My friend Jennifer related this sad but true story. She was in a doctor's waiting room, where she was frustrated by the sight of a man glued to his phone. So compelling was his phone that he kept ignoring his two young children, who were trying to get Daddy's attention.

"After they gave up trying to entertain themselves, the kids were so desperate to get their father's attention that one of them said, 'I love you, Daddy!'" Jennifer said. But Daddy barely merely in response, barely making eye contact.

I wondered which would be a better solution: to liberate this man's phone from him, or to liberate the children and give them to a couple who still considers real live human beings a higher priority than texting?

We've all seen similar scenes. I was recently in a car dealership waiting area, where a father with twin toddler girls was riveted to some video on his iPad. These girls were not even 2, sitting in their stroller, with no toys to play with. I was alarmed at how complacent they were to sit so long with nothing to do. Did they already consider it normal to be ignored for so long? Scary thought.

There was a time when I would have spoken up to that man, but I can't afford to take the chance that he'd haul off and slug me, or perhaps worse, sue me for a micro or macro-aggression. And I'd probably lose in court!

"Mommy! I want you to listen with your face!"

It's too soon to see what the long-term impact will be on kids growing up with adults who are so addicted to their phones that the kids are a distant fourth in priority. Increasingly, I am reminded of a brilliant plea uttered by one tiny child, impatient for her mother to acknowledge her presence: "Mommy! I want you to listen with your face!"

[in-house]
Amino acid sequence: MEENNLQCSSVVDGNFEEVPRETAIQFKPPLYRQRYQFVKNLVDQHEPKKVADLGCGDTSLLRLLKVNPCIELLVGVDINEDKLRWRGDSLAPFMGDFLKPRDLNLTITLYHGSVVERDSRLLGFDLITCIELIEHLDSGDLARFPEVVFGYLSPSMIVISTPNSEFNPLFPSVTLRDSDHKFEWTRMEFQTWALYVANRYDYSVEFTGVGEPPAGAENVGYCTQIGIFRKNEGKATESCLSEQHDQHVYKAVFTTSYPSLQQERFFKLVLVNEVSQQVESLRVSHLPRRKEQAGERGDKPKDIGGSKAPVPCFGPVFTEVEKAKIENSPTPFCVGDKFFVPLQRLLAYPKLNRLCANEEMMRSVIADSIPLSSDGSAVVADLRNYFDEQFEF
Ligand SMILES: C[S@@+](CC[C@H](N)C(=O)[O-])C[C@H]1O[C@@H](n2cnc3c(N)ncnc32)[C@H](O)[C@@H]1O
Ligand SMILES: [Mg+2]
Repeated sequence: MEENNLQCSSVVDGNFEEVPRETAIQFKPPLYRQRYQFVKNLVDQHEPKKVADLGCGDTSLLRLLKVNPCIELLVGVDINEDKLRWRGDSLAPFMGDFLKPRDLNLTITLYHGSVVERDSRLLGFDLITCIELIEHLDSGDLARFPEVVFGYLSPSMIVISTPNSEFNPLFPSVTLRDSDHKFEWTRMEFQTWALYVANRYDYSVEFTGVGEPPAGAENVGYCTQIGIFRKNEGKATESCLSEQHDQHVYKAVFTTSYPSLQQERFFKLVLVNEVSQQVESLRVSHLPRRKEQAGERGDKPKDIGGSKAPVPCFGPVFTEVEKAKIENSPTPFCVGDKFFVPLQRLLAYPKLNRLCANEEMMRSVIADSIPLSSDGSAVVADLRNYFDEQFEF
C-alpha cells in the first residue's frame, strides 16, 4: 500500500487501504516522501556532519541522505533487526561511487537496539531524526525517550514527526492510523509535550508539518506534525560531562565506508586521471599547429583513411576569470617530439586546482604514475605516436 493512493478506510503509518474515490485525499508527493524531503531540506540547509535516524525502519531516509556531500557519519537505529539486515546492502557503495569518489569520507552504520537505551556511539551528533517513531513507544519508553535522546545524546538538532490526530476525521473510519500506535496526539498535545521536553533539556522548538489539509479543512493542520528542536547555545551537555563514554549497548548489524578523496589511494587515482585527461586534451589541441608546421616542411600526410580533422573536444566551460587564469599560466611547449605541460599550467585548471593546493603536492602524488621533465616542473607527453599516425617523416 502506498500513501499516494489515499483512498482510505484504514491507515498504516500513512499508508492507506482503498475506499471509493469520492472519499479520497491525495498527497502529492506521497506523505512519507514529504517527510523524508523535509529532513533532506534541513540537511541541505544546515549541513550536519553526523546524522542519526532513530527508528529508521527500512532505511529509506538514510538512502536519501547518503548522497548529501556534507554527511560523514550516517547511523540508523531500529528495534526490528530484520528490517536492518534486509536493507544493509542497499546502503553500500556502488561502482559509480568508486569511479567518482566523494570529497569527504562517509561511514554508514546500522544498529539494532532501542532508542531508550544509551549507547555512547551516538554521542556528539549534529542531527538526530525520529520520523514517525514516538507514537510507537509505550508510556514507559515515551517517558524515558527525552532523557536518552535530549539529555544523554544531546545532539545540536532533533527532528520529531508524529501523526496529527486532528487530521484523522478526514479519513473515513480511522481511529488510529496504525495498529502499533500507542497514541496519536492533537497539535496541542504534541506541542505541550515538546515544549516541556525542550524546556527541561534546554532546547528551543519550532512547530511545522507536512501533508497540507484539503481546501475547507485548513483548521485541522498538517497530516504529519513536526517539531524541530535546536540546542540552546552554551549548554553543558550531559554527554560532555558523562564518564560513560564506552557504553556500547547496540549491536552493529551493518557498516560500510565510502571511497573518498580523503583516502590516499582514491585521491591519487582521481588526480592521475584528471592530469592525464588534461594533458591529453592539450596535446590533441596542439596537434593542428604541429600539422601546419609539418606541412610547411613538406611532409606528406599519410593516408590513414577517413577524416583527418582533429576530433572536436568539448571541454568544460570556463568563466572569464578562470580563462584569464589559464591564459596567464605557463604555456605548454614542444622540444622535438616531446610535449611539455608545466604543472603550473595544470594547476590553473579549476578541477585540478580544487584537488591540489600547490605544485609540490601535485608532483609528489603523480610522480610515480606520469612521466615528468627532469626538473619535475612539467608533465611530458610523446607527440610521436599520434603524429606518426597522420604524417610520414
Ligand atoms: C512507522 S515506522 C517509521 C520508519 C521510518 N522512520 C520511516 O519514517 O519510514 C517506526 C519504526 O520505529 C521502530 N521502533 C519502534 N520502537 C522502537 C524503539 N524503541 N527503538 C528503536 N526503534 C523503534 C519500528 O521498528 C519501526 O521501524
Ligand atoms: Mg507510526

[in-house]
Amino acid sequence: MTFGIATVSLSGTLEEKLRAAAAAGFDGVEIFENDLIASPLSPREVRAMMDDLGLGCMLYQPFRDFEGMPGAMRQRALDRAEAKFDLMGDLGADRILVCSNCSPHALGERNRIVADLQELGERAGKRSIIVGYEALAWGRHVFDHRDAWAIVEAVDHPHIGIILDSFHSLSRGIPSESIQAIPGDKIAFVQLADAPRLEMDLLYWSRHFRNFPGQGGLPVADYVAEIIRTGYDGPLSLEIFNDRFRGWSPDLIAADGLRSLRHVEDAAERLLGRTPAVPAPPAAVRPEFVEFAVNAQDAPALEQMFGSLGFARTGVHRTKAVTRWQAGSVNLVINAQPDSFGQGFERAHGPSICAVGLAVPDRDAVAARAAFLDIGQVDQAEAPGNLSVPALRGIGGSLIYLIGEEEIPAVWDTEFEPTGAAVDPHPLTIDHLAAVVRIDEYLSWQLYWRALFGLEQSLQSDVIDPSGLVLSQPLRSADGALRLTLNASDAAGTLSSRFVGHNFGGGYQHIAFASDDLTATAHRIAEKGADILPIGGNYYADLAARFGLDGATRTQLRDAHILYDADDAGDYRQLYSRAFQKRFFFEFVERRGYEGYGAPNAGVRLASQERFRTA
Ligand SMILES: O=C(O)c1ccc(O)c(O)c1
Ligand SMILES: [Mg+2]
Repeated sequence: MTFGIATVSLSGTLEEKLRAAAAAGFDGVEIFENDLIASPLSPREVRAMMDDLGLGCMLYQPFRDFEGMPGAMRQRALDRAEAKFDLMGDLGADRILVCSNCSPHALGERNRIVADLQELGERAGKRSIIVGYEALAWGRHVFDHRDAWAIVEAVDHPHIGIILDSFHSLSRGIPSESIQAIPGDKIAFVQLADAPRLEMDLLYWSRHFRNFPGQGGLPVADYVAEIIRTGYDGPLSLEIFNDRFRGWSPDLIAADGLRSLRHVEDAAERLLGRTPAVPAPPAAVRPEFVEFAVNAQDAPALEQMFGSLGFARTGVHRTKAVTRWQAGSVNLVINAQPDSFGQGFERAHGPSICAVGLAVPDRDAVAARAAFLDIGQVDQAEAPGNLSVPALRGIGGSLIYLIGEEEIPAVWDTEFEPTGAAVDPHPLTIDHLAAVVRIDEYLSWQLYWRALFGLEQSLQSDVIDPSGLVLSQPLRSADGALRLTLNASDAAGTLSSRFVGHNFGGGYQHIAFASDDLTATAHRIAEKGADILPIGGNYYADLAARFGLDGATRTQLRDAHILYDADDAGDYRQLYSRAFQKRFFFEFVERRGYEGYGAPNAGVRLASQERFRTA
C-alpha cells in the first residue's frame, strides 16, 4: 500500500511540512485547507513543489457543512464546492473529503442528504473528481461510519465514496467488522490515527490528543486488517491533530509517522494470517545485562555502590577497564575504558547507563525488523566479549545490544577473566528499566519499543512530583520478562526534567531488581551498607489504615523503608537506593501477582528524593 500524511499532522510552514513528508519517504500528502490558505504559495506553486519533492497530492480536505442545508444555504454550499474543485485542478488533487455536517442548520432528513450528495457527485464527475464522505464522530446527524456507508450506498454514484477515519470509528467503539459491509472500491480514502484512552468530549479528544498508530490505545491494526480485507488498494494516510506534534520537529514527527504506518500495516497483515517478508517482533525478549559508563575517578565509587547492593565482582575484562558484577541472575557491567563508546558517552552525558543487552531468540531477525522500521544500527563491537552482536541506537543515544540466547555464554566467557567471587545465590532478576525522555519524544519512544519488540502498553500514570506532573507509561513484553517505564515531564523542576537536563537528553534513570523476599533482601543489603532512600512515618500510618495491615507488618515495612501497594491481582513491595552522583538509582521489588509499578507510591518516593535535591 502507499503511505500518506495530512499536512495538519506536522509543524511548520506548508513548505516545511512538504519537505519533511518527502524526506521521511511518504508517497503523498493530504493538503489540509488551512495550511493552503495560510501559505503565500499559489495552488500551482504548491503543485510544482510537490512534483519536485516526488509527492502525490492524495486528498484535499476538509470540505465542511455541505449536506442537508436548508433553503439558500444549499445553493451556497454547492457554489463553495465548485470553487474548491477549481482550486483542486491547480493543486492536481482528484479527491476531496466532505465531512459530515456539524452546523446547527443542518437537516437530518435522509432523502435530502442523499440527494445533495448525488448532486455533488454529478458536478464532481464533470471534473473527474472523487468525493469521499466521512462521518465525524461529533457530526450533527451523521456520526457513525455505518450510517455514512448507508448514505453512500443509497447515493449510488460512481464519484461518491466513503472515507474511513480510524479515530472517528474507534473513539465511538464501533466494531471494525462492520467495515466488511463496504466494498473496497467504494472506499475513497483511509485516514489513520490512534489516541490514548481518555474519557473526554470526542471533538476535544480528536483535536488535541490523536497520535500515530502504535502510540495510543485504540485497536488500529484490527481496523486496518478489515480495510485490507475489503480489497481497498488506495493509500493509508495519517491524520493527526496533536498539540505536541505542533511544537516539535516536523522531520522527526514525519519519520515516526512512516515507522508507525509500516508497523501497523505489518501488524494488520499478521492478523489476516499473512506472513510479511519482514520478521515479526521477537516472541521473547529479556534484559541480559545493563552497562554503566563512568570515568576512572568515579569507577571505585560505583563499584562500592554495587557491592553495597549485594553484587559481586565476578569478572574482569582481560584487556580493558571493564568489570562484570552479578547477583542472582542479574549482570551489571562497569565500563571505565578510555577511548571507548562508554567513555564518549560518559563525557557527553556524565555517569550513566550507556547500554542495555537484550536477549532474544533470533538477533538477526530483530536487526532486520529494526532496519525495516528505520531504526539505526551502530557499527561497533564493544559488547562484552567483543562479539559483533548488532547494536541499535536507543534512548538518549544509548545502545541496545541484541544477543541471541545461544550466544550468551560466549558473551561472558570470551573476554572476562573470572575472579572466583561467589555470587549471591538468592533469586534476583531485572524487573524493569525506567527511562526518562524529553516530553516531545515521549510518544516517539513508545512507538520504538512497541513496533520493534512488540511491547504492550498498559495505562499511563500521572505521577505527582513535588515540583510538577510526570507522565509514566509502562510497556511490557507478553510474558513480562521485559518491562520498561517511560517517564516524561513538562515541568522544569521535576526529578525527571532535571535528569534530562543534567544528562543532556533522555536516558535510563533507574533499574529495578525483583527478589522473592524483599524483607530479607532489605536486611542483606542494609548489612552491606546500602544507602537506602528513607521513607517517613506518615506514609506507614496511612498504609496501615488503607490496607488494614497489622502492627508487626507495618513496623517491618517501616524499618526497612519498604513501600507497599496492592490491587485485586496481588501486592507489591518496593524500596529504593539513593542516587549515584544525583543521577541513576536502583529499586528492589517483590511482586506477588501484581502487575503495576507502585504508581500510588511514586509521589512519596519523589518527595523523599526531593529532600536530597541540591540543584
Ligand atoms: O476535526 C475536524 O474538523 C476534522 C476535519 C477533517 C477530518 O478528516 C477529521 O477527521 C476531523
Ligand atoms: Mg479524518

I'm more attuned than ever to my own phone addiction as I see so many others who literally walk like cro-magnon man, perpetually in a slight hunch, staring at a little screen. But when I turned off my phone for a couple of hours one afternoon, my husband was so unnerved at his inability to reach me instantly he began hunting me down by calling all our children. Now I give a warning when I'm going offline.

There is already a growing backlash against our collective phone mania, specifically through the popular field of mindfulness. This focuses on "being in the moment," literally stopping to breathe, take in your surroundings, and disconnect from external, electronic stimuli. Such a simple idea, but one whose time has come.

It's hard to break an addiction, but why not start with an hour a day and build up? Make phones technology non-grata at mealtimes. Texting incessantly is not why God gave us opposable thumbs.

Next time I see someone in charge of young kids ignoring them because they're texting or watching a video, I hope I will have the courage to say something. Isn’t there too much at stake in our society to stay silent?